Tag Archives: Spaceflight

Revell 1/96 Saturn V: S-IC Stage – Part 1

Having completed the S-II Aft Interstage for my previous post on this build log, I’ve now progressed to the Big Beast of the S-IC. This stage is composed of Revell’s usual combination of moulded cylinders for the skirts and intertank, and printed styrene sheets to be rolled into cylinders for the tank sections. The stage … Continue reading Revell 1/96 Saturn V: S-IC Stage – Part 1

M*A*S*H And The Moon Landings

I’ve got into the habit of checking what the Internet Movie Database has to say about films after I’ve watched them. After rewatching Robert Altman’s 1970 classic M*A*S*H, I happened on something odd in the film’s “Trivia” section at IMDb: The loudspeaker shots and announcements were added after editing had begun, and the filmmakers realized … Continue reading M*A*S*H And The Moon Landings

Revell 1/96 Saturn V: S-II Stage – Part 1

In histories of the Apollo programme, the S-II stage of the Saturn V is often referred to as “troubled”. There were difficulties with weight reduction that led to a delay in delivery of the first functioning S-IIs. That may be why Revell’s rendering of the S-II is so poor—it’s clear, from the paint scheme and … Continue reading Revell 1/96 Saturn V: S-II Stage – Part 1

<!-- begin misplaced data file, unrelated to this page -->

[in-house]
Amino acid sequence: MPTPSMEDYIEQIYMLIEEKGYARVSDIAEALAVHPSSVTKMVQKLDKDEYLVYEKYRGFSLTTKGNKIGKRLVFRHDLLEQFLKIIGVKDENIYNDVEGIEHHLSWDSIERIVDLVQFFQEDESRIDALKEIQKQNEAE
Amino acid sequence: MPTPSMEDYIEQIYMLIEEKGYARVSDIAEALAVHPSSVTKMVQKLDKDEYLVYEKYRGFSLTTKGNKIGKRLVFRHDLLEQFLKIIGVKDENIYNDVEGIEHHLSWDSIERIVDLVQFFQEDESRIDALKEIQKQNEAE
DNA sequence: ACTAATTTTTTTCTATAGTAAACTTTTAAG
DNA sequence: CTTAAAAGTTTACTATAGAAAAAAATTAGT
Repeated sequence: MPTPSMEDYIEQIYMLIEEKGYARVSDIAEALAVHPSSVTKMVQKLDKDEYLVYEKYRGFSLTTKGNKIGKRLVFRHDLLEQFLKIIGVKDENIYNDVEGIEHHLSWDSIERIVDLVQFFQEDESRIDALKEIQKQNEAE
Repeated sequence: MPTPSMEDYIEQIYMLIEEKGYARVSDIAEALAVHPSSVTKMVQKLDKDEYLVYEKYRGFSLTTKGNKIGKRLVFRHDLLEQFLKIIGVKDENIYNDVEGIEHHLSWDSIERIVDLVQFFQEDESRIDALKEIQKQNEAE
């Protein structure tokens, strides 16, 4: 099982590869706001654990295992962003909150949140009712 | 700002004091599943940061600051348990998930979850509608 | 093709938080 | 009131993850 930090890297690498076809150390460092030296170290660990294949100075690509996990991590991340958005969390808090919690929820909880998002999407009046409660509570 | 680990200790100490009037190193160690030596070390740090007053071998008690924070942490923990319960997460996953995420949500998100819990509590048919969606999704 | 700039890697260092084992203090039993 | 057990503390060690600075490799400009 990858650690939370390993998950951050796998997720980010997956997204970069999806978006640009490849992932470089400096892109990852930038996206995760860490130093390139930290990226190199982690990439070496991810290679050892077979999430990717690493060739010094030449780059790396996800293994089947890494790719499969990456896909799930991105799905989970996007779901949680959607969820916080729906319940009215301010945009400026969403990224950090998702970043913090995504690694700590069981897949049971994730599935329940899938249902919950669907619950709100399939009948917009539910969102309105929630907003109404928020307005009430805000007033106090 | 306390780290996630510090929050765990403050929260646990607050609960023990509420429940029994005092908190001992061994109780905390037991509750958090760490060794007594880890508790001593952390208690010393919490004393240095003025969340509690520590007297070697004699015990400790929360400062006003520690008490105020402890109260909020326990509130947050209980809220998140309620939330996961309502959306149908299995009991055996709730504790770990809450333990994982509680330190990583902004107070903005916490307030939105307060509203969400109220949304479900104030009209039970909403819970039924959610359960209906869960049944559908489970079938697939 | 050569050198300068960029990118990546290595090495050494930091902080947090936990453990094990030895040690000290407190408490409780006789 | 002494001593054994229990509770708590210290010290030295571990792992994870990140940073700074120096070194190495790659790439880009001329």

The Celestial View From A Relativistic Starship: Part 4

This series of posts is about what the sky would look like to an observer travelling at close to the speed of light. In Part 1, I described the effects of light aberration on the apparent position of the stars; in Part 2, I introduced the effects of Doppler shift on the frequency of the … Continue reading The Celestial View From A Relativistic Starship: Part 4

The Celestial View From A Relativistic Starship: Part 3

This is the third of a series of posts about what the sky would look like for the passengers aboard an interstellar spacecraft moving at a significant fraction of the speed of light, like the Bussard interstellar ramjet above. In the first post, I wrote about light aberration, which will cause the apparent direction of … Continue reading The Celestial View From A Relativistic Starship: Part 3